Today’s guest post is from my friend Jamie. She is so incredibly sweet, and a great singer and songwriter. She describes herself as a recovering worship leader, so I love watching her pursue her dream, and take steps forward. You can connect with her on Twitter or on her blog.
“What kind of guitar do you have?”
This was the last excited question my ENT asked before he left my exam room.
Just thirty minutes before, during a check-up for my ear, I confessed I was a singer. I’m always hesitant to make that bold statement. Like people are going to roll their eyes, seeing me as some kind of carefree hippy that is a burden on society.
My ENT’s reaction was nothing like that. Looking at me excitedly, he asked what kind of music I liked to sing. He proceeded to ask more questions.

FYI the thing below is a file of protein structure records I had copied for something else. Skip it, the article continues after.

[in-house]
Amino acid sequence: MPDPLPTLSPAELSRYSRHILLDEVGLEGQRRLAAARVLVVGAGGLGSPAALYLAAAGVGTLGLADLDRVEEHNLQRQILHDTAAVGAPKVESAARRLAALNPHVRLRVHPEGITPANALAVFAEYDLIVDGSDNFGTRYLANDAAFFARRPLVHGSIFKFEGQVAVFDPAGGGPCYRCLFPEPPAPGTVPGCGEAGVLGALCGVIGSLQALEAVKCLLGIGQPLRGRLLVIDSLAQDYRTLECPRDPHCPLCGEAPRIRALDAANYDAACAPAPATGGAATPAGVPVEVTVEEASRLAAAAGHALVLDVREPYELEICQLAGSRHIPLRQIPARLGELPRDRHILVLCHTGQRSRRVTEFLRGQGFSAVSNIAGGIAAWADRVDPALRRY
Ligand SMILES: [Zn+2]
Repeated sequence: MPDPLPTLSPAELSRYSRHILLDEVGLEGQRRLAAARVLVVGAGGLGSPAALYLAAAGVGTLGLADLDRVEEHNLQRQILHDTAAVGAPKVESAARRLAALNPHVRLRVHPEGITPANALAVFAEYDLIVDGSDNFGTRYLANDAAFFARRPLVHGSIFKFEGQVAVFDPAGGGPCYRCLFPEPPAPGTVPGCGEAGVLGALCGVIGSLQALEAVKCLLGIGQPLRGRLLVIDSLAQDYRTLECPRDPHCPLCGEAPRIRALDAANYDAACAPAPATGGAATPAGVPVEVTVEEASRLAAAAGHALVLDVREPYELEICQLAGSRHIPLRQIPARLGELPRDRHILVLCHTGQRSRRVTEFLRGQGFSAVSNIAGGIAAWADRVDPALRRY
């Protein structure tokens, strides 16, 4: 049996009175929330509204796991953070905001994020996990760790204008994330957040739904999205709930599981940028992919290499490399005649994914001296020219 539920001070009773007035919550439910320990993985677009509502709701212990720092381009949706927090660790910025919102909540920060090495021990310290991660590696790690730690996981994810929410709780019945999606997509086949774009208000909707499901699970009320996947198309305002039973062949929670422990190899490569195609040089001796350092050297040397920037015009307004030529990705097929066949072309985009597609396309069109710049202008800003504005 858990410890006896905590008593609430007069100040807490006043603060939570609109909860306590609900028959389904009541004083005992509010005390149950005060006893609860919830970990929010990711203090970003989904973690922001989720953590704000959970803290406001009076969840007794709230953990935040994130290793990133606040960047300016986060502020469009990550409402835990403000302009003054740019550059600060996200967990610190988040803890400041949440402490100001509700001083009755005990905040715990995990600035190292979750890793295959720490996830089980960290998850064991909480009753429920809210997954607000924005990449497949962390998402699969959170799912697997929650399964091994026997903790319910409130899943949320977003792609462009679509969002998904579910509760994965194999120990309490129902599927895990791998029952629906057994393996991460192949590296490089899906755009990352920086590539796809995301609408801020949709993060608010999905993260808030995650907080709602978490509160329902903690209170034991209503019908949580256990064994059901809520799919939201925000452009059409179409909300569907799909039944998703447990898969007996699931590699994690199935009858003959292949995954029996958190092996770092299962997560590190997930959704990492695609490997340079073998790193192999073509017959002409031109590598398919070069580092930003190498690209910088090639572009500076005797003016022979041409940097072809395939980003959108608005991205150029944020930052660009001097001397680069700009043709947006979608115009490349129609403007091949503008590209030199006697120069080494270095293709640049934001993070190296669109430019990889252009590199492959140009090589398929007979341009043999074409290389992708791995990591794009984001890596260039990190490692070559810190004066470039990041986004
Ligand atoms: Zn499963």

“Where’s your heart now?” (This was asked after I told him I had sung classical music in college.)
“Who’s your musical mentor?” (This one really stumped me.)
As our conversation drifted from medical jargon to musical passion, I was stunned. I shared how I really enjoyed acoustic, folk music and he grinned. Apparently he loves that genre too. When I shared I had recently begun writing songs, he asked about the process behind it. I found out he loves guitars. He taught himself to play, mainly as a stress reliever, and even dabbled in writing songs.
I am too shy in sharing my dream. I assume people are going to give me that fake smile and pat me on the head in an, “Isn’t that cute?” kind of way.
Instead of boldly declaring what I’m passionate about, what I love to do, what brings me to life, I quietly keep it to myself. I assume that people could care less, especially doctors.
Some people might look at me like I’m crazy. But if I assume that, I’m going to miss out on some really cool conversations. I forget that even doctors have hobbies and passions, things that bring them to life. My ENT was more than eager to share about the many guitars he had at home and how he’s always ready to add one more.
I’m working towards being bolder about my dream, speaking about it like it really is important.
Because it is important.